Pluralistic Action


Pluralistic action is an inclusive approach that incorporates the voices of everyone who is a part of the problem. Pluralistic actions ask people to consider other positions on the issue. An example of this form of action can be found in the form of forums. Forums, as described by Dr. Armstrong, a professor in the Programs in Environmental Science and Studies at Lafayette College, says that forums are “a way for experts, or be it trained professionals, representatives of companies, of government, of people going through these experiences themselves… to learn from one another from those different perspectives.” This process is a pluralistic approach to identifying major community-wide issues. Including all parties and giving them each a voice makes this process a more inclusive one. A forum is also a platform for recognitional justice. When people from different perspective are brought together to share their information, it forces the other participants to recognize their position and to hear their own experiences and problems. Dr. Armstrong highlights these aspects of pluralistic recognitional justice. She says that “it is much more than an information exchange… they are much richer. They are much more based on seeing who else is experiencing impacts, and who else is going through something similar that you and your family [or] community are going through. So I think it lends a greater sense of community and a greater sense of belonging in relation to people going through this problem or experience.” This greater sense of community helps bring justice to the problem, because it is a constructive way to humanize the problem. Hearing different perspectives from the people themselves puts a human face and voice to a statistic. Forums facilitate recognition of the problem from a plethora of perspectives.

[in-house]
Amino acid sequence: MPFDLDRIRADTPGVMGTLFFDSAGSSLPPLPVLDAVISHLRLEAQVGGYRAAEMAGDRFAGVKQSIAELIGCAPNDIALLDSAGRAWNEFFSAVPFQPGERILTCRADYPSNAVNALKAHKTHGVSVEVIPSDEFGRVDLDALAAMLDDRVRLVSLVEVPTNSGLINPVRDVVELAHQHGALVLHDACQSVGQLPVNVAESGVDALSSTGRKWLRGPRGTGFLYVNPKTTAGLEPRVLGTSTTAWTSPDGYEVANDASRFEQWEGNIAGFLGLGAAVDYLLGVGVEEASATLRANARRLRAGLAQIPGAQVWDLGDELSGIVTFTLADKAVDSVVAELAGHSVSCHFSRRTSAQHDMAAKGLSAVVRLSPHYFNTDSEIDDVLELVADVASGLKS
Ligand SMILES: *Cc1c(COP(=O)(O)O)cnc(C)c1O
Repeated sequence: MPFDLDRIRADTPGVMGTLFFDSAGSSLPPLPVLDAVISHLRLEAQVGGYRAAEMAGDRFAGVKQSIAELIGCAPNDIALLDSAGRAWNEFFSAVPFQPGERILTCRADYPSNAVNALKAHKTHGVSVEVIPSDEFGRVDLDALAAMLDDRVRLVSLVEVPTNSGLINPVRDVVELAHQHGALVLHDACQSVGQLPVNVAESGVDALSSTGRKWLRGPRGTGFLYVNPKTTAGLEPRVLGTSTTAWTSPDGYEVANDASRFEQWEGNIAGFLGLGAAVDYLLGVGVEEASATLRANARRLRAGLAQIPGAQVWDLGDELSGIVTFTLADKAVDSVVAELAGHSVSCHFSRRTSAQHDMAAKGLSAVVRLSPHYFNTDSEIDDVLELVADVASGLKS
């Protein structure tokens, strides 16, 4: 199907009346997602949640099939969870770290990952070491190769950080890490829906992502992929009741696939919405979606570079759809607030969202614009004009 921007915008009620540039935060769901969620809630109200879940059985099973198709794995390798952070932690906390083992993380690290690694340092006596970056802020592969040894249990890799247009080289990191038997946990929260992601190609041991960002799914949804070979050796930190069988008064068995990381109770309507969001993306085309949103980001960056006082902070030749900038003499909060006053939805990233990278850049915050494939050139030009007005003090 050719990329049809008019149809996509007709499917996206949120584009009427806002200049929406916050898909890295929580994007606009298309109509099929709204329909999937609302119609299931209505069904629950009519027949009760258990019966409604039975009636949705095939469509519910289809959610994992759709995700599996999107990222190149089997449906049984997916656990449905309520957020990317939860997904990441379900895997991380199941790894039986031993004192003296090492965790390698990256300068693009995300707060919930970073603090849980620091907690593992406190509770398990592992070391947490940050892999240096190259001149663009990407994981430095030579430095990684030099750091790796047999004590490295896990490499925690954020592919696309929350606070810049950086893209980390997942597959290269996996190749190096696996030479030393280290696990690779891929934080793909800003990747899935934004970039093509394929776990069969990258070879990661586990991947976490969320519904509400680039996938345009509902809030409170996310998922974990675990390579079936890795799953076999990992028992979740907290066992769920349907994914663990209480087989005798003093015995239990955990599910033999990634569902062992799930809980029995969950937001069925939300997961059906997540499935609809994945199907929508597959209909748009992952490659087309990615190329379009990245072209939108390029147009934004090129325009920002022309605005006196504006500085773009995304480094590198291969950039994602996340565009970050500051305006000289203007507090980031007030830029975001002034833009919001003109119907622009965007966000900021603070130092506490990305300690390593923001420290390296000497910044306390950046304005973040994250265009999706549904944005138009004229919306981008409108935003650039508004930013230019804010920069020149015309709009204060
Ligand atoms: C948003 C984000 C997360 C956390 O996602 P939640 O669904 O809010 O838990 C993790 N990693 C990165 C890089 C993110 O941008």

Forums are great in theory, but can be different in practice. A grassroots organization called the Nurture Nature Center held a forum earlier this year on the PennEast pipeline. To Rachael Carr, founder of the Nurture Nature Center, forums are a “model of community dialogue… The model is driven with a “bottom-up” philosophy that aims to equalize participation by community members, leaders and experts, in recognition of the importance of the perspectives and knowledge of each of those sectors of the community. The model draws on principles from deliberative democracy, public engagement with science, and public hazards research.” The Nurture Nature Center’s model is an approach that largely uses the recognitional benefits of the forum. By educating the public using all available information, a forum helps people understand gain awareness of a problem, while also guiding them in ways they can be effective leaders when try to combat the issue at hand. The Nurture Nature Center does not have any policy stance on the pipeline. They only hosted a forum to inform the people, and to give others a platform to speak when they otherwise might not have had one. Forums are an effective way of “establishing community priorities.” However, action needs to be taken outside of the forum to truly obtain progress.

Protests have been another integral piece of opposition to the pipeline. Groups like the Delaware Riverkeeper Network and Stop PennEast have lead several protests against the pipeline. Major protests that get media attention can help raise recognition and support.